Finding energy in unfamiliar places

Kelsey Misbrener

Energy can come from more than just a five-hour energy drink. Kent State students find motivation and energy in less obvious places.

Looking over her shoulder while in line at Einstein’s, Meghan Bower, sophomore justice studies major, noticed a girl wearing a bright neon pink shirt and said, “I just got some energy from that.”

Rachel Wilson, sophomore nursing major, also finds energy in outward appearances.

Running a hand through her straight brown hair, she says, “When I do my hair and step out the door, I’m like, hey, I’m ready to go.” She said taking the time out of her day to make herself look better gives her an instant energy boost.

Her friend Mary Holt, junior business management major, added that she believes in the ‘look good, do good’ theory. She said she and Wilson get ready and look presentable for exams because she feels they do better when they look better.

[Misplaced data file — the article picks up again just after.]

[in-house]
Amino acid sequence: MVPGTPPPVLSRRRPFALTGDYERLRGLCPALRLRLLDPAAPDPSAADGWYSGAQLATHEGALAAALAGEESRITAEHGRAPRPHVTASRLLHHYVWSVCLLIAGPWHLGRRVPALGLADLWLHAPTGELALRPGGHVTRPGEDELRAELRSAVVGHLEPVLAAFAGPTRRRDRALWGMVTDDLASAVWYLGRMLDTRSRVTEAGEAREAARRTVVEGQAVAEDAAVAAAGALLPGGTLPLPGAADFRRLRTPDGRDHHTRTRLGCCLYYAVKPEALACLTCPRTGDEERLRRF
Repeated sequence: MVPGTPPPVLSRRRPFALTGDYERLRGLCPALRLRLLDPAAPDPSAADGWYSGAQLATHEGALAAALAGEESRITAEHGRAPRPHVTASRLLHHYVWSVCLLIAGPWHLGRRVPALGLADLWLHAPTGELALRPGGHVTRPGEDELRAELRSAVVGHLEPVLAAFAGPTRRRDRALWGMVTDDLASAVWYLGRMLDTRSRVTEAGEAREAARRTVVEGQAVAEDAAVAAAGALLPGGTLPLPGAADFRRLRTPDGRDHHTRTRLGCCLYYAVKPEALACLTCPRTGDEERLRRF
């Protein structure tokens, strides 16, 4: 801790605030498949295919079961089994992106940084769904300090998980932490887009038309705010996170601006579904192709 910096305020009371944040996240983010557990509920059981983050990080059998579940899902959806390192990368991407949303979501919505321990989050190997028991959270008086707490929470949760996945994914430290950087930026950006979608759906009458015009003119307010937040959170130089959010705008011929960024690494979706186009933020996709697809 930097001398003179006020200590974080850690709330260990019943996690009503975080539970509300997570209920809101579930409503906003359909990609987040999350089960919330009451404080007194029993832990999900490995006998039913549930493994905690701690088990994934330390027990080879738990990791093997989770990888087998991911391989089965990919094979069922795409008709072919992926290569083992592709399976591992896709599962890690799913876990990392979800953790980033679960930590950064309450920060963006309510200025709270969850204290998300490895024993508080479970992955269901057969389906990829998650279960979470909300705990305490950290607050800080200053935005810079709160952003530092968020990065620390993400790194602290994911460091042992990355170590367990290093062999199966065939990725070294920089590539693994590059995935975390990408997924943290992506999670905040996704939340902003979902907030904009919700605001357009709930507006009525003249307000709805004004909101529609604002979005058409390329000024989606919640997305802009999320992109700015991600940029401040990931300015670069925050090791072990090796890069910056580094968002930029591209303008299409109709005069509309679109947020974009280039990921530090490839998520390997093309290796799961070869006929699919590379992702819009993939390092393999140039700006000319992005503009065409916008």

Other people can also boost energy levels. Emily Getz, sophomore fashion merchandising major, said shopping at a crowded mall is instant energy for her.

“I get my energy from other people,” Getz said.

So does Stefanie Wilson, sophomore hospitality major. Sitting with her smiling friend, she said, “People’s personalities give me energy. Hyped up, happy-go-lucky people put me in a good mood.”

Laughter is an instant mood booster. John Kamau, sophomore pre-med major, said joking around is his go-to solution for a lackluster day.

“When someone laughs, it’s so contagious,” Kamau said, his white teeth exposed in a grin. “Everyone starts laughing.”

Anticipation and excitement are another source of energy.

“Having something to look forward to” gives Cory DelSavio, freshman air traffic control major, a boost. “Like if you’re seeing your girlfriend later,” he said with a blush.

“Sex is a stimulant,” Kubik said. “Not even so much the sex, because once you’re finished, you’re tired.”

Kubik also said the mere thought of sex is energizing.

Although it’s nice to get energized by other people, sometimes it must come from within.

Amanda Kis, senior youth development major, said, “It’s not about getting energized, but focusing your energy on things that are important.”

Contact Kelsey Misbrener at [email protected].